If any title in the Cambridge Elements series was especially designed to catch my interest, it would be Theoretical Computer Science for the Working Category Theorist. Not, of course, that I am in any sense a ‘working category theorist’, but I’m certainly interested, and know just a bit. And I know a smidgin too about computability theory. So I, for one, should be an ideal reader for an accessible short book which sets out to give more insights as to how the two are related. The introduction notes that there are a number of texts aimed at the computer scientist learning category theory (like the excellent Barr and Wells, Category Theory for Computing Science); but Noson Yanofsky promises something quite different, aimed at someone who already knows the basics of category theory and who wants to learn theoretical computer science.
It most certainly didn’t work for me. The author has a line about the central relevance of the notion of a monoidal category here, but makes it quite unnecessarily hard going to extract the key ideas. Indeed, overall, this just strikes me as very badly written. Careless too. What, for example, are we to make of slapdash remarks like “the German mathematician Georg Cantor showed that sets can be self-referential” or “Kurt Gödel showed that mathematical statements can refer to themselves”? (And on Gödel, I doubt that anyone who isn’t already familiar with the proof of Gödelian incompleteness theorems from the unsolvability of the Halting problem is going to get much real understanding from the discussion on pp. 71–72.)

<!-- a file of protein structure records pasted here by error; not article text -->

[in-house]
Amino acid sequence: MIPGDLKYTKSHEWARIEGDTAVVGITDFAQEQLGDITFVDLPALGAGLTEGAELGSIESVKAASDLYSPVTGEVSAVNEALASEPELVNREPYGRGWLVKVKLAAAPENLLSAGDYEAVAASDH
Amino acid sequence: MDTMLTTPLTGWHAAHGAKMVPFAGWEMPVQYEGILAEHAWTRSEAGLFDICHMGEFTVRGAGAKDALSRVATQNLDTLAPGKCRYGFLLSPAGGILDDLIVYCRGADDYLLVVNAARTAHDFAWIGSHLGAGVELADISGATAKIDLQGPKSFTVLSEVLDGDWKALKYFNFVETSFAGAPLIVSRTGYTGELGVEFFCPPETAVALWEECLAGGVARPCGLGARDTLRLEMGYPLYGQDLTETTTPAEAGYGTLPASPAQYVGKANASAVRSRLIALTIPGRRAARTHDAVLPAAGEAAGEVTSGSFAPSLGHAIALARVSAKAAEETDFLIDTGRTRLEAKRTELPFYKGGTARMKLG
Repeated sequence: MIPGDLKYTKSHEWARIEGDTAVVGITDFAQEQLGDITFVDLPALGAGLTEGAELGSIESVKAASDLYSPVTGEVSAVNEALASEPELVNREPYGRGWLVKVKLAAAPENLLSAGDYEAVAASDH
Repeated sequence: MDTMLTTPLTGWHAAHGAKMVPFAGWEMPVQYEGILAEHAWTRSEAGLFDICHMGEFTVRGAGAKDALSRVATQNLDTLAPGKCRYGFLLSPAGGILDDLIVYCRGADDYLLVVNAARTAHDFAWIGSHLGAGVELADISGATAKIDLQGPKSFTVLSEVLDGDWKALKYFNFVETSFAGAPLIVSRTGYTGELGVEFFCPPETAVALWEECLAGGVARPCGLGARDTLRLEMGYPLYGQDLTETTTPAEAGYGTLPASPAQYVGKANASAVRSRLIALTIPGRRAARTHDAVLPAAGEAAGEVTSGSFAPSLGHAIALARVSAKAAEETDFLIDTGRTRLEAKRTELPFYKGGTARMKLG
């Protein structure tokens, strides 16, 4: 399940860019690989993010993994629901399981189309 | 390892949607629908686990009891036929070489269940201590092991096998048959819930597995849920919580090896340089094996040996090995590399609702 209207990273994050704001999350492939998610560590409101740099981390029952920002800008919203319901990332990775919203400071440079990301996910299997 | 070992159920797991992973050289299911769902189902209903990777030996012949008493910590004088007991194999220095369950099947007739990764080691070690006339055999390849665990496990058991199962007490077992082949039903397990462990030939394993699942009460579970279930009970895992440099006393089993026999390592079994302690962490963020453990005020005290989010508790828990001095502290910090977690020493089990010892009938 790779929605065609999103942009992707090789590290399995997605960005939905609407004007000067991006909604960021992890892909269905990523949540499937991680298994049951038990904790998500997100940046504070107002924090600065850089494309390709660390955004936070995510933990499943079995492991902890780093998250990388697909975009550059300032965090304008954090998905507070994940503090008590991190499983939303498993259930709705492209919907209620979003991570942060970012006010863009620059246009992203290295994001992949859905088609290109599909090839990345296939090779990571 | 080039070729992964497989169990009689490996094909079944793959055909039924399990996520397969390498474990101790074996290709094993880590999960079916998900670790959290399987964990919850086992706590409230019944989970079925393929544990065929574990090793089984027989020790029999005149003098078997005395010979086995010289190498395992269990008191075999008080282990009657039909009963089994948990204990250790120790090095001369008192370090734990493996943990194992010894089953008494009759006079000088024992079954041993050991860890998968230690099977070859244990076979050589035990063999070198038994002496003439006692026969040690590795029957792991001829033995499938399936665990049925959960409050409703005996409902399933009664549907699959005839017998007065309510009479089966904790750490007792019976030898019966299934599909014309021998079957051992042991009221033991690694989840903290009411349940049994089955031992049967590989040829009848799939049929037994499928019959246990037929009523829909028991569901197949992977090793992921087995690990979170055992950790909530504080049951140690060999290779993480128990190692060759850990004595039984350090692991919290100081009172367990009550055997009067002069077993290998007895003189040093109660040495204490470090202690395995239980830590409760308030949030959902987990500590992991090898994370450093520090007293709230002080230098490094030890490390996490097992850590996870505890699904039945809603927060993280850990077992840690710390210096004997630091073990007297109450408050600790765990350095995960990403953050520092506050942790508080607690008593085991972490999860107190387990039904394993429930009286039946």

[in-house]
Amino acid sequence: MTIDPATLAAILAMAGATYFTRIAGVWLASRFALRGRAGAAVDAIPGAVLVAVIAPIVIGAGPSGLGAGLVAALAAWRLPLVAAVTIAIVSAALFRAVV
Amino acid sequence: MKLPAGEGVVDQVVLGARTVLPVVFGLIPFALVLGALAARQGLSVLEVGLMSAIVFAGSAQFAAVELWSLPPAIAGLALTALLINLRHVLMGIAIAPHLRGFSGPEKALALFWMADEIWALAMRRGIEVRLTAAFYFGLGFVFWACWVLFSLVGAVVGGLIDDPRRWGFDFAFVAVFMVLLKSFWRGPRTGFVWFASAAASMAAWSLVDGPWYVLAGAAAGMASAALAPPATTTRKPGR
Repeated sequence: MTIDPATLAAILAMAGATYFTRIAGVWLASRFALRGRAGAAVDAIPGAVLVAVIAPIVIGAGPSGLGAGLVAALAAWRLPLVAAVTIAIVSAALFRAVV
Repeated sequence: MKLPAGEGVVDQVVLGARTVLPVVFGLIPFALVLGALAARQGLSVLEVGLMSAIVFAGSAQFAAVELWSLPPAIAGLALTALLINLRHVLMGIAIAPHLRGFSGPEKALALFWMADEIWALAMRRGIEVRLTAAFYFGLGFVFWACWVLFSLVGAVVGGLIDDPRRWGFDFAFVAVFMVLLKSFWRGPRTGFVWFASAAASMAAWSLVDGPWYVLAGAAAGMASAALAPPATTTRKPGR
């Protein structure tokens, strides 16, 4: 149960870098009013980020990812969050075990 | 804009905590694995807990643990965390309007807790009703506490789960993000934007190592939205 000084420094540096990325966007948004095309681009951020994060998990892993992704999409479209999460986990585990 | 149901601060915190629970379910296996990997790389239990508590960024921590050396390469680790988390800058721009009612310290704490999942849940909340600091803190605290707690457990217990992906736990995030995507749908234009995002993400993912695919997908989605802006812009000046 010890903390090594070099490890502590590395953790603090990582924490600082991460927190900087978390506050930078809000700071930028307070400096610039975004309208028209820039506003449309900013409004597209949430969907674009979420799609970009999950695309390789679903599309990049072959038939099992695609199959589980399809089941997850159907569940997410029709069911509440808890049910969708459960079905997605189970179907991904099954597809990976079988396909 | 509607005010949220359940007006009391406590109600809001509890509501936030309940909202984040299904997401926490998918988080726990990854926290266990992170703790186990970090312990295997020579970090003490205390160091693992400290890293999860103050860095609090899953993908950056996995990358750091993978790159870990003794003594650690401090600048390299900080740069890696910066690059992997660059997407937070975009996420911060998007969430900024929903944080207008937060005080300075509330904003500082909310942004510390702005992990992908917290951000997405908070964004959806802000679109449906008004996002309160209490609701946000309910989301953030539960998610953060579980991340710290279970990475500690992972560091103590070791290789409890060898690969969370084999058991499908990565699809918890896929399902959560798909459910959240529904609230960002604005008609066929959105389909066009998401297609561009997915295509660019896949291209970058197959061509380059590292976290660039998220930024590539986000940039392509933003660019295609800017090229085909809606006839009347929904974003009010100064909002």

I could go into a lot more detail, but to be honest I found the book far too disappointing to want to put in the effort required to disentangle things enough to make for useful comments. Sorry to be so negative. And your mileage, of course, might vary …
[Also see Peter F’s comment.]